Loan-hungry Canadians to drive bank profits
By Cameron French
TORONTO (Reuters) - Many Canadians blithely ignored warnings about record debt levels and kept borrowing this winter and that should underpin a strong performance by the country's banks, with quarterly profits seen in line with blockbuster results a year earlier.
Indeed a long-awaited slowdown in lending probably won't come under later this year. But just the prospect of a slowdown should be enough to keep a lid on the sector's shares even if the banks report strong fiscal first-quarter results starting next week.
"What you're going to see is it will be a decent quarter when you look at capital markets revenues and loan growth," said Brian Klock, San Francisco-based analyst at Keefe, Bruyette & Woods. "But we kind of think the forward-looking commentary from the (bank conference calls) are going to be more important."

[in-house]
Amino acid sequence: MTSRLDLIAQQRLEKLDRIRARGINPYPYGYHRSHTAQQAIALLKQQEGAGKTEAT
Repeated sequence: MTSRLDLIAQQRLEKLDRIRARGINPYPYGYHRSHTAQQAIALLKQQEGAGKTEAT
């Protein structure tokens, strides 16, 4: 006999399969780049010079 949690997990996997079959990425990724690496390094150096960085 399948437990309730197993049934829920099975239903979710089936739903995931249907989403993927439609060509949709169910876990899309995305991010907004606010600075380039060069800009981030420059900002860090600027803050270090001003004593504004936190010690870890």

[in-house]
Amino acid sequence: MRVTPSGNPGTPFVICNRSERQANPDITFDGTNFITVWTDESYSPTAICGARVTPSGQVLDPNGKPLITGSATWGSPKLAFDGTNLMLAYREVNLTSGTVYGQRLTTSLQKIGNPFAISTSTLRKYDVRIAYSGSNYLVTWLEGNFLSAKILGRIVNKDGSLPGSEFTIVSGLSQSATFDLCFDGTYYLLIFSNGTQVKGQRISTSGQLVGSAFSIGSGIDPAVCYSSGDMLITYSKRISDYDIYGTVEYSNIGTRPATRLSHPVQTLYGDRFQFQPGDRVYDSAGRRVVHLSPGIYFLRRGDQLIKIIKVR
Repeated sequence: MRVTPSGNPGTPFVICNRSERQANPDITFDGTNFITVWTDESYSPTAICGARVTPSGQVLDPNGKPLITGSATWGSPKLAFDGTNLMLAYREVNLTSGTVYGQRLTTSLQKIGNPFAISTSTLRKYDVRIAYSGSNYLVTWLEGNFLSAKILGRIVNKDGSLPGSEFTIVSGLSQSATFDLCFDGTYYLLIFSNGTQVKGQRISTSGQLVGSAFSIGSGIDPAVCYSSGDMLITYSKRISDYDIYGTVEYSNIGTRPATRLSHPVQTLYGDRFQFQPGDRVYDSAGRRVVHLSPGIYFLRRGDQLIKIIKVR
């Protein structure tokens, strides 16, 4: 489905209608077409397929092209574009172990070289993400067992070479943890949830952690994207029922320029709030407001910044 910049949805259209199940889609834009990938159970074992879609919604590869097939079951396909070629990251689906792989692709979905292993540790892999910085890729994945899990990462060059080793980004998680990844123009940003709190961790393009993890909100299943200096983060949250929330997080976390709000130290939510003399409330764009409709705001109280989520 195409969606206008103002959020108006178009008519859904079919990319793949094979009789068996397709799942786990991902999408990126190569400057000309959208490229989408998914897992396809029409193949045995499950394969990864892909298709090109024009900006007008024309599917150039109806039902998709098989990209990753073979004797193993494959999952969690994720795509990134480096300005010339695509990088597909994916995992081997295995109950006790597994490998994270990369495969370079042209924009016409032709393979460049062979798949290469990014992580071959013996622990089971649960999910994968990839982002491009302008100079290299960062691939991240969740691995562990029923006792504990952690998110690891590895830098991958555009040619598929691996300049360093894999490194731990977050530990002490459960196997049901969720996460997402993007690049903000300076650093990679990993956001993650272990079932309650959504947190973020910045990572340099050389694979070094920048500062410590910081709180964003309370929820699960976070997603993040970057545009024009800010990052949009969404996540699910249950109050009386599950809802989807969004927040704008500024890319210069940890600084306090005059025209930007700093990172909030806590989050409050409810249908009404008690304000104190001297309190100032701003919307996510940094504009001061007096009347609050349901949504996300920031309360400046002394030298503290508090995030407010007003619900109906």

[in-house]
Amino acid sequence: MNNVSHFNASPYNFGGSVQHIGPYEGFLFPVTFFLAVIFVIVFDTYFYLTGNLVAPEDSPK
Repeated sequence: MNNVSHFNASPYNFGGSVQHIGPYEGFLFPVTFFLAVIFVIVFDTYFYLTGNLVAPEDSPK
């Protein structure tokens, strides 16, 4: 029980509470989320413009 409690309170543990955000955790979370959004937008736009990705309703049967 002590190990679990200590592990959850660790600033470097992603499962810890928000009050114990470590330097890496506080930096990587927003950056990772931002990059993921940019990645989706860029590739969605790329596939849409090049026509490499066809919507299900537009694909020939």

For more than a year analysts have predicted a marked slowdown in consumer loan growth, but it has yet to materialize.
Despite warnings from Bank of Canada Governor Mark Carney and Finance Minister Jim Flaherty that household debt is hitting dangerous levels, Canadians are still borrowing, drawn by near record-low interest rates.
Last week, the central bank warned again about rising household borrowing, which has put Canada's average debt-to-income ratio at 153 percent, above that of the United States.
"There's a disconnect between what the policymakers want the Canadian consumer to do and what the Canadian consumer is willing to do," said John Aiken, analyst at Barclays Capital.
The banks, meanwhile, have done little to discourage the borrowing spree. Continued...